“We have a new VA grant that just started this year that has really helped us with our outreach in northern Minnesota,” Saari said. “The timing of this grant is excellent for these guys returning.”
Meanwhile, the Minnesota National Guard is working to prevent the need for service members to seek crisis care.
“We are proud of their accomplishments,” Major Aaron Krenz, chief of deployment cycle support for the Minnesota National Guard, said of the returning Guard members. “We are committed to making sure that they get the support they need.”
The Guard begins working to prepare its members to find employment back home while they’re still overseas, with training in resume-writing, mock interviews and how to work a job fair. Minnesota Adjutant General Richard C. Nash sent an employment resource team to Kuwait in March to help.
A team of officials and service providers are currently meeting with returning Guard members for Initial Reintegration Training as they go through demobilization in Mississippi.
“They are helping identify the service members’ needs and connecting them with the resources in their communities when they go home,” Krenz said.
Among the service providers in Mississippi are representatives from the Minnesota State Colleges and Universities system.
Jodi Kiminski, MnSCU’s northeast regional coordinator for the veterans’ resource office, arrived in Mississippi last week to meet with returning Guard members.
“I think it is fantastic” that the Minnesota Guard sends teams to Mississippi, she said. “They are leading the nation in this sort of stuff. No one else is doing this. The service members appreciate it so much, and retain the information. They sit and listen to you. It is so worth it.”
In recent years MnSCU has improved service to veterans as well. Recent accomplishments include:
Establishing veterans centers on most campuses
Developing a better system for granting college credit for military education
Providing telephone and online support for educational counseling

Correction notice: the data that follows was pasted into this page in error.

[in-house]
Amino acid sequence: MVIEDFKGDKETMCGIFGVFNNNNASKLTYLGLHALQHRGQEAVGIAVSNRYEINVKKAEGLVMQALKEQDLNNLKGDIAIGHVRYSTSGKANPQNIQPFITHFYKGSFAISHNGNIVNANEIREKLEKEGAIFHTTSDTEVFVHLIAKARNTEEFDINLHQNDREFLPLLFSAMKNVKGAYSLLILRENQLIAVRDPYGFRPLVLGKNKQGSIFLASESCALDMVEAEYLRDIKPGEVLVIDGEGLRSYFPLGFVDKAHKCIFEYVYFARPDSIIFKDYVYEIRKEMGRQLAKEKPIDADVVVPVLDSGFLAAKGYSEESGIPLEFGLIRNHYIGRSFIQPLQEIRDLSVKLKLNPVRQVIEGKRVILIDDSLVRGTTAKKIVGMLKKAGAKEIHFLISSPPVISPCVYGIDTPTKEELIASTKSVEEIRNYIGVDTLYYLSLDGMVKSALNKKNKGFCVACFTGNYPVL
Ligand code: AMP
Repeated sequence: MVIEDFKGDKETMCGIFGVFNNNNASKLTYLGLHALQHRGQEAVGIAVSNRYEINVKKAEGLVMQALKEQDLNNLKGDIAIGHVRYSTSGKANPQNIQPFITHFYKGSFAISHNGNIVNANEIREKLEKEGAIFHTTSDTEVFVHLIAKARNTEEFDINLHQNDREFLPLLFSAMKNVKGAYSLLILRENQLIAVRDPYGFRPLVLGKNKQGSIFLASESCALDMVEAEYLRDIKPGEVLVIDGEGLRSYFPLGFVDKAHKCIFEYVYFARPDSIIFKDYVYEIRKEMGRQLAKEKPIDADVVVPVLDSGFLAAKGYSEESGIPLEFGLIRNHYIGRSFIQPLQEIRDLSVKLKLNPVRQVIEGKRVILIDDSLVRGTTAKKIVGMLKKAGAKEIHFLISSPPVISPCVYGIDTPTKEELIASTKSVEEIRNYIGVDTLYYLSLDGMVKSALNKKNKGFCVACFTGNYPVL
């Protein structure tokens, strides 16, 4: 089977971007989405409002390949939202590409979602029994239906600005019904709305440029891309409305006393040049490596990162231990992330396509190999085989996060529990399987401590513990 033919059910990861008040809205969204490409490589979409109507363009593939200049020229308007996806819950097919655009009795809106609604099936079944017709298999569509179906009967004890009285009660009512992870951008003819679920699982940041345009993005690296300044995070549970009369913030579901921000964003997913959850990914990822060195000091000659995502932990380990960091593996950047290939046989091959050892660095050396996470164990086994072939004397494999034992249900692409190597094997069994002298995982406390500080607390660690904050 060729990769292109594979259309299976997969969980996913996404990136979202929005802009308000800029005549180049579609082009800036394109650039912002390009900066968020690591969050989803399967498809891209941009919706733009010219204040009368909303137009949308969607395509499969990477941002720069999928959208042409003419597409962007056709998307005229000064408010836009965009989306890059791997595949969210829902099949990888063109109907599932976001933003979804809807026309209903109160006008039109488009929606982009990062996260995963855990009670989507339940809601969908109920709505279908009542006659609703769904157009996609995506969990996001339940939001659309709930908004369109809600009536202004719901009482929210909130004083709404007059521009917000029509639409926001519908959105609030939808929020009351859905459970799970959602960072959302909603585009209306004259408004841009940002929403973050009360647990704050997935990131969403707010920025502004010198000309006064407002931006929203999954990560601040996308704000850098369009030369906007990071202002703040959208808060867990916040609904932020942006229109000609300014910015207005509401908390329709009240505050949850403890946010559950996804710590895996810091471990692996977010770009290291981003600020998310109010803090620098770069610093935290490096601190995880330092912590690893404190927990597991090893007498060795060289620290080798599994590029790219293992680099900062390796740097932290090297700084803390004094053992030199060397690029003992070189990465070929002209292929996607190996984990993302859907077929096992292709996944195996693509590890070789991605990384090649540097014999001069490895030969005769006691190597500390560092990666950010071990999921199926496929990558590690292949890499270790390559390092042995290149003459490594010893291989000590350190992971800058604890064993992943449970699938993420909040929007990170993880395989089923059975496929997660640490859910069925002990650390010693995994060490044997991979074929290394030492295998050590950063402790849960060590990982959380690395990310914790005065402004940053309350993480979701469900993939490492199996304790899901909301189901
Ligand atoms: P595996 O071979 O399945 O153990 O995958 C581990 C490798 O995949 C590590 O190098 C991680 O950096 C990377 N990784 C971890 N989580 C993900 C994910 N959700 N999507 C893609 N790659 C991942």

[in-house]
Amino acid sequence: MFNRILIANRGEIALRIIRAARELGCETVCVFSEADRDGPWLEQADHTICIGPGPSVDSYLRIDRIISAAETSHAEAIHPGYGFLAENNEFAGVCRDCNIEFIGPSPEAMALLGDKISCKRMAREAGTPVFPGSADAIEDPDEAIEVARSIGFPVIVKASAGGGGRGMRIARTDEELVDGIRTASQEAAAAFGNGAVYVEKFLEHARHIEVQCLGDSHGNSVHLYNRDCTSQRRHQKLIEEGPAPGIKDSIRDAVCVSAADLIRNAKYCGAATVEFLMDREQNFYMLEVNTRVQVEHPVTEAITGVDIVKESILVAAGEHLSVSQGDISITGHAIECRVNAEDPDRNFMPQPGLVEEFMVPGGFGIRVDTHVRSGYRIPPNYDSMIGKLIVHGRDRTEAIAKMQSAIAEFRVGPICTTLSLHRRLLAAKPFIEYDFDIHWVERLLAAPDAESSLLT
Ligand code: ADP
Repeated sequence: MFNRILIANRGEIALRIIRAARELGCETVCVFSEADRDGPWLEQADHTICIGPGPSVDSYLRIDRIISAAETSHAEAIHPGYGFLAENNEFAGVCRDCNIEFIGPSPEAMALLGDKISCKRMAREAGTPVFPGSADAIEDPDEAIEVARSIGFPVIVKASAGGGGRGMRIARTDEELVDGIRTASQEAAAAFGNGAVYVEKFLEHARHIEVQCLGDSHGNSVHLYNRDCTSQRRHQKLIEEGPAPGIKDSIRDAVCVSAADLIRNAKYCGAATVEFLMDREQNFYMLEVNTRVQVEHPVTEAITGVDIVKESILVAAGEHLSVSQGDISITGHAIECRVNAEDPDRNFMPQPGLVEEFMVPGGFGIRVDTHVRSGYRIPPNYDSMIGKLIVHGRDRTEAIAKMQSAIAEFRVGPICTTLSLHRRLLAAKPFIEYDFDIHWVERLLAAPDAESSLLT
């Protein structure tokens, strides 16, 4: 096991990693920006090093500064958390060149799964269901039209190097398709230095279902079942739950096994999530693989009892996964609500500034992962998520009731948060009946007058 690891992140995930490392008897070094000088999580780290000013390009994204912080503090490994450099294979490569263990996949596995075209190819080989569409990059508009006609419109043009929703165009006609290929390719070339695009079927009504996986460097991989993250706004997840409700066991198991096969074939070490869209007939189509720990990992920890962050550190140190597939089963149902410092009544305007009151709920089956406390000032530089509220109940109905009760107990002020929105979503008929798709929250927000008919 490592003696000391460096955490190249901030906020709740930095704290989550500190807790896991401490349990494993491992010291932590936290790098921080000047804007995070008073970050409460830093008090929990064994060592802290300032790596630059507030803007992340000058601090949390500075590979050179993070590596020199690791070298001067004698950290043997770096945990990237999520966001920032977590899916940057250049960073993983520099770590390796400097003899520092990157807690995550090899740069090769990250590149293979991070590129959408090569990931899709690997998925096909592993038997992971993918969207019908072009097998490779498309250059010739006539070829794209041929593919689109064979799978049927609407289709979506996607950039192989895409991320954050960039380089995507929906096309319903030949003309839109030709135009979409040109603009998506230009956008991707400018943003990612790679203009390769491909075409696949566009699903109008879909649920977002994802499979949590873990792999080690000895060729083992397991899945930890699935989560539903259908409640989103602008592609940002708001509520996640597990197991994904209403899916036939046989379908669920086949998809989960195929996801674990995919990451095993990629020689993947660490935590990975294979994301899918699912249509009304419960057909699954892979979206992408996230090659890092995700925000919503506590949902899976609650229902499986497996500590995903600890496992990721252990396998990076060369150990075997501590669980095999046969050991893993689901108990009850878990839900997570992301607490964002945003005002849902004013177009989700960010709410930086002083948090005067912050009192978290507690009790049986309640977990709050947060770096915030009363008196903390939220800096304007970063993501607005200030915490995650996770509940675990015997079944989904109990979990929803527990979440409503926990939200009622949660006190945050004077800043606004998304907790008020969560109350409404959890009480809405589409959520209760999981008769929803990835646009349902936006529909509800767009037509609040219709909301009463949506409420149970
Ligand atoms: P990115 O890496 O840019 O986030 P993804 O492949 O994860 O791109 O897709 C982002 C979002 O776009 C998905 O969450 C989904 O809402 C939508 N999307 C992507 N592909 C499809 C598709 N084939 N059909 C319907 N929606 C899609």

In 2011, 10,644 veterans and service members were enrolled in one of the system’s 31 institutions, up 57 percent from 6,777 students in 2008.
After they return home, Guard members can attend 30-, 60- and 90-day reintegration meetings. The first two are family-focused. The first reviews the benefits they are entitled to and the resources available to help them re-establish their civilian lives.
The second session addresses topics such as substance abuse, stress and anger — “which is very normal,” Krenz said, “because you are going from a very simplistic, mission-orientated environment to a very gray, very fluid environment. It can become very overwhelming.”
The final meeting is for service members alone, and it is attended by representatives from federal, state and county Veterans Services Offices.
Minnesota was a pioneer in developing such a comprehensive program connecting service members and their families with community support, training, services and resources. Deciding that returning veterans should not have to go through what he did after Vietnam, then-Minnesota Adjutant General Larry Shellito helped the state develop Beyond the Yellow Ribbon in 2004-05.
“Prior to that, service members would return and it was four months out before we came back together,” Krenz said. “By then, marriages were in shambles, homes were in foreclosure, and some were going through bankruptcy. A high price was being paid for leaving servicemen and women alone.”